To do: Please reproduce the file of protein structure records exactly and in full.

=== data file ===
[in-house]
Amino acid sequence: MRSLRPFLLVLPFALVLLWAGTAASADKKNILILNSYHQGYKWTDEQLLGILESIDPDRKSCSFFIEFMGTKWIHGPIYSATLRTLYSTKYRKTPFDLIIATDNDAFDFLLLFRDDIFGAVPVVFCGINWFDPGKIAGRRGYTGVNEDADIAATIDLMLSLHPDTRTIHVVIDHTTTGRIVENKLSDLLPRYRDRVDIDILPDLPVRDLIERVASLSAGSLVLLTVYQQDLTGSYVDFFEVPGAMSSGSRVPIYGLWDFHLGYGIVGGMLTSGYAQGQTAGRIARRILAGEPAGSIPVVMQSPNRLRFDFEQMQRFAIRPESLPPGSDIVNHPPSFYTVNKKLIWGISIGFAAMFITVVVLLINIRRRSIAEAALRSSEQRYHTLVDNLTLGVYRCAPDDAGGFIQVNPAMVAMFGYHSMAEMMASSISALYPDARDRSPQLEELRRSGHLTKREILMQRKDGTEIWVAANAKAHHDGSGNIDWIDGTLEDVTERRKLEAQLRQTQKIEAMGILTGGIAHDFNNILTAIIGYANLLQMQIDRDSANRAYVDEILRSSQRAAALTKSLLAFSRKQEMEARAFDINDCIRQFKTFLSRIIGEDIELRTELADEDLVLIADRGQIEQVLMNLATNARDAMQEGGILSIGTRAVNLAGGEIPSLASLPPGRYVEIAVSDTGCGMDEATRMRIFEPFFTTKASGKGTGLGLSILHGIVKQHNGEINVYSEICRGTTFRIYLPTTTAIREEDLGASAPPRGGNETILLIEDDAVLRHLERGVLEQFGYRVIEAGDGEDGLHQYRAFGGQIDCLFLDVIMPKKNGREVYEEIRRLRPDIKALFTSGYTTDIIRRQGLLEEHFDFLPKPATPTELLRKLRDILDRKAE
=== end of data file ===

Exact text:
[in-house]
Amino acid sequence: MRSLRPFLLVLPFALVLLWAGTAASADKKNILILNSYHQGYKWTDEQLLGILESIDPDRKSCSFFIEFMGTKWIHGPIYSATLRTLYSTKYRKTPFDLIIATDNDAFDFLLLFRDDIFGAVPVVFCGINWFDPGKIAGRRGYTGVNEDADIAATIDLMLSLHPDTRTIHVVIDHTTTGRIVENKLSDLLPRYRDRVDIDILPDLPVRDLIERVASLSAGSLVLLTVYQQDLTGSYVDFFEVPGAMSSGSRVPIYGLWDFHLGYGIVGGMLTSGYAQGQTAGRIARRILAGEPAGSIPVVMQSPNRLRFDFEQMQRFAIRPESLPPGSDIVNHPPSFYTVNKKLIWGISIGFAAMFITVVVLLINIRRRSIAEAALRSSEQRYHTLVDNLTLGVYRCAPDDAGGFIQVNPAMVAMFGYHSMAEMMASSISALYPDARDRSPQLEELRRSGHLTKREILMQRKDGTEIWVAANAKAHHDGSGNIDWIDGTLEDVTERRKLEAQLRQTQKIEAMGILTGGIAHDFNNILTAIIGYANLLQMQIDRDSANRAYVDEILRSSQRAAALTKSLLAFSRKQEMEARAFDINDCIRQFKTFLSRIIGEDIELRTELADEDLVLIADRGQIEQVLMNLATNARDAMQEGGILSIGTRAVNLAGGEIPSLASLPPGRYVEIAVSDTGCGMDEATRMRIFEPFFTTKASGKGTGLGLSILHGIVKQHNGEINVYSEICRGTTFRIYLPTTTAIREEDLGASAPPRGGNETILLIEDDAVLRHLERGVLEQFGYRVIEAGDGEDGLHQYRAFGGQIDCLFLDVIMPKKNGREVYEEIRRLRPDIKALFTSGYTTDIIRRQGLLEEHFDFLPKPATPTELLRKLRDILDRKAE